In Crescent Beach Club, LLC v. Indian Harbor Insurance Company, 2020 WL 3414697 (E.D.N.Y. June 22, 2020), the district court considered application of a CGL policy issued to a property owner containing the following exclusion:
"This policy does not apply to any ‘bodily injury’, ‘property damage’, ‘personal and advertising injury’, or any other loss, cost, defense fee, expense, injury, damage, claim, dispute or ‘suit’ either arising out of, or related to, any construction, renovation, rehabilitation, demolition, erection, excavation or remedition [sic] of any building and includes planning, site preparation, surveying or other other [sic] construction or development of real property. This exclusion, however, shall not apply to routine maintenance activities."
Plaintiff in the underlying action alleged injury while engaged in construction work at the insured’s premises. The information the insurer received was conflicting as to whether plaintiff was demolishing a pergola (excluded) or merely removing vines (not excluded). The insurer reserved its rights accordingly.
At his deposition in the underlying action, the plaintiff testified he was in a manlift performing demolition at the time he was injured. The insured’s property manager also testified that the pergola was being demolished. Approximately one month after the depositions, the insurer denied coverage based on the exclusion.
The insured sued for a declaration of coverage, and the parties subsequently filed cross-motions for summary judgment. The insured first argued that the disclaimer was not issued “as soon as is reasonably possible,” in violation of N.Y. Insurance Law § 3420(d). The court rejected this argument, reasoning that the insurer properly reserved its rights based on conflicting information, and disclaimed coverage promptly upon deposition testimony confirming it was demolition. Any delay in issuing the disclaimer was reasonably related to the insurer’s diligent investigation.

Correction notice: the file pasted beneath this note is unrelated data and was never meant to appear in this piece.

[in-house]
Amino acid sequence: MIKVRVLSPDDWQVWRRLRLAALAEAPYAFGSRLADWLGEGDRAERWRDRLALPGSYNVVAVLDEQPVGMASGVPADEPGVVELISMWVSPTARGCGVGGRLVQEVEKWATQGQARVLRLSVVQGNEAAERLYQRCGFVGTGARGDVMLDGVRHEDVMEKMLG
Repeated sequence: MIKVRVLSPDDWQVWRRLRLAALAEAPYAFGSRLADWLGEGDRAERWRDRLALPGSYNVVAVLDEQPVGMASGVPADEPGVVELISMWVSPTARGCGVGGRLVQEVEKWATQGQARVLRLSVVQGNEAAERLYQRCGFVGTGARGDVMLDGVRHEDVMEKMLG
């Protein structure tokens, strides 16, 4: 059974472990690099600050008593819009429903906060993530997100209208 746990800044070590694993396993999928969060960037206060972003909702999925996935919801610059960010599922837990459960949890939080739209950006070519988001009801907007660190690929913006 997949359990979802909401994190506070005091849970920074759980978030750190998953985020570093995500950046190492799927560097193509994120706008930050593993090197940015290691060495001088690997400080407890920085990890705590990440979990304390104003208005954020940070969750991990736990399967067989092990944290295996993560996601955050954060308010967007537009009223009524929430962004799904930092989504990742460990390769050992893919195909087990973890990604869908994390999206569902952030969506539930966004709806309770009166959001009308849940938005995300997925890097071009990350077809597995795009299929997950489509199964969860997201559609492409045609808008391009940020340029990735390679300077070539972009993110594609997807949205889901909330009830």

The court further rejected the insured’s argument that the exclusionary wording was ambiguous, finding that although undefined in the policy, “construction,” “demolition,” “erection,” and “routine maintenance activities” have well-established legal definitions under relevant sections of the New York Labor Law. Moreover, the property manager’s affidavit that plaintiff was performing routine maintenance was insufficient to create an ambiguity because it was inconsistent with the manager’s prior deposition testimony that plaintiff was performing demolition.
Based on its application of the exclusion, the court ruled that the insurer’s duty to defend “has now ended.” The court, however, rejected the insurer’s argument that it was entitled to recoup sums spent in defending the insured before the declaration of non-coverage. The underlying complaint allegations triggered the duty to defend, which is contractual in nature. As such, the insurer was not entitled to reimbursement on a quasi-contractual “unjust enrichment” theory.
The decision is significant for its confirmation that the insurer’s diligent investigation tolls the time to disclaim coverage pursuant to N.Y. Insurance Law § 3420(d) and the holding that the “construction” exclusion is unambiguous. The court’s extensive discussion of the insurer’s claim for reimbursement of defense costs may sound a death knell for such claims, at least in New York federal courts, although such right has been recognized in prior decisions.